The Darkness of a Full Moon, Running Toward Constellations, Reaching the W&OD Bike Trail, and Sprinting up Heartbreak Hill
Running time: 19 minutes. I’ve finally reached the bike trail. This is a major milestone.
Lungs: A bit of wheezing. Legs: Knees feel good, hips good, ankles untwisted. All remarkably unremarkable. Let’s hope this holds up.
Out of the house at 5:15 a.m. It’s dark. The new moon is completely not there, so only the stars illuminate the overhead sky.
However early it may seem, it’s not early enough for some people: the Washington Post is already sitting at the end of the driveway, wrapped in a plastic bag to keep the newspaper from getting wet from the dew and frost on the ground. Someday I’ll beat that newspaper delivery guy to his rounds. How early will that have to be?
Our neighborhood has large trees and no overhead wires: power and telephone lines are buried. The neighborhood was designed over 30 years ago with a minimum of street lights. This area was all part of a dairy farm way out in the northern Virginia country, back in the day. I guess the designers felt the need to preserve the feel of the starry country sky, so street lights were left off the drawing boards.
This is great, except for the few early morning runners who need to see the street’s quirky surface. Utility access holes, manholes, and potholes in the asphalt surface make for a bad running surface. Four years ago I had the misfortune of stepping across the edge of a rather deep access hole and twisting my left ankle so badly it kept me off running for a month or so. The colors on that ankle went from green to blue to yellow to blue again. The pain was so intense I had ankle-twisting nightmares for years.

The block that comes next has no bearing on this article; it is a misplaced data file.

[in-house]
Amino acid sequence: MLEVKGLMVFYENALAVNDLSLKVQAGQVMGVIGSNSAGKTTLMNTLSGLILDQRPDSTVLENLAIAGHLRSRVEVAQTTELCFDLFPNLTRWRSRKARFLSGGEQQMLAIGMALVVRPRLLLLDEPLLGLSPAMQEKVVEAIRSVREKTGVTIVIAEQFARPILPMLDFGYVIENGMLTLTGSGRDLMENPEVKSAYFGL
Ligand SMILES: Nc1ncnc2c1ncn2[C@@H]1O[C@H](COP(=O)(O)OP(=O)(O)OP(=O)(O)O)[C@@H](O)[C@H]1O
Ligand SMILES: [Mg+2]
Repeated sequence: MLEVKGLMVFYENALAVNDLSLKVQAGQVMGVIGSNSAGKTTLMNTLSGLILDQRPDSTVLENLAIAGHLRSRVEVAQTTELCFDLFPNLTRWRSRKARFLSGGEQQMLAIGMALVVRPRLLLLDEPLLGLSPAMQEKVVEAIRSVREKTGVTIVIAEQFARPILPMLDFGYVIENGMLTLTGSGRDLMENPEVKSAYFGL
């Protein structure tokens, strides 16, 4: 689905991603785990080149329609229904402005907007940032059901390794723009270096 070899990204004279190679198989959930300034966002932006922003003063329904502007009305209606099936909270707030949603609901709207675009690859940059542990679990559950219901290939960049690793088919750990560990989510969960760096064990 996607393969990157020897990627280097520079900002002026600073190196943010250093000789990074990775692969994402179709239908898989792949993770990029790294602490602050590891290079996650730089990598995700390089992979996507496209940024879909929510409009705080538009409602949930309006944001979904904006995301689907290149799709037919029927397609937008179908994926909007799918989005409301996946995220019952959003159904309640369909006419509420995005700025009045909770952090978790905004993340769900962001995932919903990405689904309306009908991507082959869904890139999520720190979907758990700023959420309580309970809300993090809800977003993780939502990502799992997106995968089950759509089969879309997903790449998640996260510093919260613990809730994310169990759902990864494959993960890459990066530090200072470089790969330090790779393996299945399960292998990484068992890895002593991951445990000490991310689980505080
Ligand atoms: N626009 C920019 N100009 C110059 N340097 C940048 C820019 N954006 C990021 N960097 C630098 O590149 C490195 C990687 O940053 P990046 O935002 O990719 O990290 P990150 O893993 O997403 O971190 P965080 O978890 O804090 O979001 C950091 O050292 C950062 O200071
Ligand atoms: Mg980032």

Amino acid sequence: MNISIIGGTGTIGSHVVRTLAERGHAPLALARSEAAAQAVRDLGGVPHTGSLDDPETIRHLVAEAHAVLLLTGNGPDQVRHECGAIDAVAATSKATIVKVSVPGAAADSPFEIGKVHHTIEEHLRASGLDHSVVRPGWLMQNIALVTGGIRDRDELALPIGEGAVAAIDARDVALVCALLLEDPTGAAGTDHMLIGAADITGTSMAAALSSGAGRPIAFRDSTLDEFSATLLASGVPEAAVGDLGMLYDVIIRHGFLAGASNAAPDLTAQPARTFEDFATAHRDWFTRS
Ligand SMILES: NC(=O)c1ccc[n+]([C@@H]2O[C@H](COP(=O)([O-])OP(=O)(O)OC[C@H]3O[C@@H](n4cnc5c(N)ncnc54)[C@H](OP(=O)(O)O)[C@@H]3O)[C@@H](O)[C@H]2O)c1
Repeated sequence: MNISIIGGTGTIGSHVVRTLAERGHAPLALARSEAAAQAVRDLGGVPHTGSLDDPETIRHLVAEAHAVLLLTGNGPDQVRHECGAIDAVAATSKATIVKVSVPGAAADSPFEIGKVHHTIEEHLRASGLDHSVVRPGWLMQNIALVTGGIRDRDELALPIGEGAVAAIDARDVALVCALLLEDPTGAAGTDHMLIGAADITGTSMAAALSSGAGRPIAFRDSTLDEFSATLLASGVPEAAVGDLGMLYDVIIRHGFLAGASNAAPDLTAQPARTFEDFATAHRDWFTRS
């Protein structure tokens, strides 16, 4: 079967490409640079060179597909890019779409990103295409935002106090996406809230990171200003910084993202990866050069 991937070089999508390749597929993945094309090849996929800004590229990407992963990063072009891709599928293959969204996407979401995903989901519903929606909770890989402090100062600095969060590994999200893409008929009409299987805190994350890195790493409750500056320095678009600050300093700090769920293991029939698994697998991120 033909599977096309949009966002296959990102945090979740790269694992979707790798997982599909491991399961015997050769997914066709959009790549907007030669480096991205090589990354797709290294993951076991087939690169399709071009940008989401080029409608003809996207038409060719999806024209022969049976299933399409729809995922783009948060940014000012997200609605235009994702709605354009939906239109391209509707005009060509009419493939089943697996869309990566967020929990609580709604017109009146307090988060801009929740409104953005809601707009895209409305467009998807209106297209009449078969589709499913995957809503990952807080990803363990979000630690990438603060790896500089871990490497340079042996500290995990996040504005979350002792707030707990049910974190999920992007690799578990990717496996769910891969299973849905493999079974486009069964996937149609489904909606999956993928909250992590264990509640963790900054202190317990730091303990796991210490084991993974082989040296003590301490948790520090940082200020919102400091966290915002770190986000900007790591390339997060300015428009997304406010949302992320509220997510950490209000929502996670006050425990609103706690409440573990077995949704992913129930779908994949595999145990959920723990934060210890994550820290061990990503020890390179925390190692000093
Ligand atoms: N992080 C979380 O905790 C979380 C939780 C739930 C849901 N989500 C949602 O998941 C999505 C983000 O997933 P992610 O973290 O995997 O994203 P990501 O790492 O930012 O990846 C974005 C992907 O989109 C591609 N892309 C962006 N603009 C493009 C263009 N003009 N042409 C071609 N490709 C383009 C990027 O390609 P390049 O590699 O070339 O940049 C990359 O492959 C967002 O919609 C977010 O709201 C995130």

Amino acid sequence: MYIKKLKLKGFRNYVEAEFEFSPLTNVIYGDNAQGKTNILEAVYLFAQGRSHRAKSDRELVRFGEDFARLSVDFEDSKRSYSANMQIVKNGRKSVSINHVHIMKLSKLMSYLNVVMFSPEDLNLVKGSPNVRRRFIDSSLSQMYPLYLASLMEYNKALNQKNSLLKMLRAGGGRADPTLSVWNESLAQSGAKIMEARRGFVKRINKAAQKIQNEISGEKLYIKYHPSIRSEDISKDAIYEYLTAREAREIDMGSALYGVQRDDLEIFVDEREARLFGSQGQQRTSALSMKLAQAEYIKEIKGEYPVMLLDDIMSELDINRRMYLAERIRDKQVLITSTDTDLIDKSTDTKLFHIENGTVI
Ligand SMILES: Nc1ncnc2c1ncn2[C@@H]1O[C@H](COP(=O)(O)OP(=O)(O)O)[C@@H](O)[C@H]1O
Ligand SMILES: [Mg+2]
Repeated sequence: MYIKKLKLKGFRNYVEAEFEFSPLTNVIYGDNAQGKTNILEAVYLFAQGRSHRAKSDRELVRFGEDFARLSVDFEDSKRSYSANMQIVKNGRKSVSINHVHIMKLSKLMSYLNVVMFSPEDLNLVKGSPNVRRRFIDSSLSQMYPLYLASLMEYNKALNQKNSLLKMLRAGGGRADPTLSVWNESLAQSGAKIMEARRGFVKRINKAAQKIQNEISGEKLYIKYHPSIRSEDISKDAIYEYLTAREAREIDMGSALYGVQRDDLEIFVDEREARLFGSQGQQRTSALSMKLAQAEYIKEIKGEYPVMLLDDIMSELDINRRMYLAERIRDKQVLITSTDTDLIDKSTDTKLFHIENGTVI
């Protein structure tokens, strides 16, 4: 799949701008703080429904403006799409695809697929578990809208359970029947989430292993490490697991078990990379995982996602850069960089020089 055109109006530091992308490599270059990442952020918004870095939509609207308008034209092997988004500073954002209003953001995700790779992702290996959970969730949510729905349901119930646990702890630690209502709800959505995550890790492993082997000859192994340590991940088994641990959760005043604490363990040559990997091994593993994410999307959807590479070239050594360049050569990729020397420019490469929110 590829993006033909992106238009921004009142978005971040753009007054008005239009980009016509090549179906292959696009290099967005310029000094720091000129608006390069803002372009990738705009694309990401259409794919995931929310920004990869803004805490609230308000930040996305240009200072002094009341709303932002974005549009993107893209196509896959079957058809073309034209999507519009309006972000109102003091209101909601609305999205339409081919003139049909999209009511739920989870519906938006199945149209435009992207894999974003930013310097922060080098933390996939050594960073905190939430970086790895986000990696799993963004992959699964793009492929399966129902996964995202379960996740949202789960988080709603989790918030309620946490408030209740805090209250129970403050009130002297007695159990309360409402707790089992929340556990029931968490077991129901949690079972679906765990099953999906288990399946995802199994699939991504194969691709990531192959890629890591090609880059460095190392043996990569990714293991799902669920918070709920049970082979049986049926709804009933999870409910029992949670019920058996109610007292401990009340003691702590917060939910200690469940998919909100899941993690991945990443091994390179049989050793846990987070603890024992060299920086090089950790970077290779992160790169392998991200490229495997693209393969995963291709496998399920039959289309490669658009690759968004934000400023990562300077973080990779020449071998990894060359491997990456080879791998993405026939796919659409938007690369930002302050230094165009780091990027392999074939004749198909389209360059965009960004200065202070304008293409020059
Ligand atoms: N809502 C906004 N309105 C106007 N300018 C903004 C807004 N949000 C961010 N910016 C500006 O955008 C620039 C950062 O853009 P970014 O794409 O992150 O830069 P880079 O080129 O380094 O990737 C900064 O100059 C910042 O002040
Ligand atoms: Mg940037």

I don’t know what direction I’m running, but it’s toward Orion. The belt of Orion is clearly in front. I’m guessing this means I’m heading east, in the direction of the rising sun.
The major constellations are easy to make out: the Big Dipper and Orion are over there, Gemini, the Pleiades. They’re all easy to see on a crisp, cloudless, moonless night.
There’s a nine minute run through the neighborhood, and then –- finally! – a short run through a small park and then I reach the bike trail. This is very exciting. The Washington and Old Dominion bicycle trail runs from the foothills of the Shenandoah mountains to Ronald Reagan international airport across the Potomac River from Washington, D.C., a distance of over seventy miles. In many places the bicycle trail runs parallel a bridle trail for horses. The dirt path of the bridle trail makes for a wonderfully soft running surface for distance runners.
Marathon runners love the W&OD bike trail’s dirt horse trail surface because dirt running is much easier on the knees and ankles than hard pavement. When I trained for an earlier marathon five years ago, all running prior to getting on the W&OD was mere prelude. The real running began on the bike trail.
I’m glad to see my old friend the bike trail, glad and relieved. I spent many happy hours along this trail a few years ago.
These next few days will be hard: halfway through the run I’ll get to only spend a few minutes on the bike trail before having to return home again. Once times get above 40 minutes, that’s when I’ll be spending more time on the bike trail than on getting to it. This will happen about three or four weeks from now – mid March.
Today, as soon as my feet have touched the W&OD's asphalt top, I have to turn back and walk through the park and thence back home. The dirt path of the park is rock hard because the muddy surface is frozen solid. The bicycle ruts and the deep grooves of erosion make for such a nasty ankle-twisting surface I am forced to walk this two hundred yards back to the street.
The park is at the bottom of Heartbreak Hill, a steep incline that is an unwelcome sight after a long run. It’s about 3/4 of a mile from my home. The forced walk leaves me frustrated that I can’t run, but at least I’m somewhat rested and ready to charge the hill. It’s a good sprint up.
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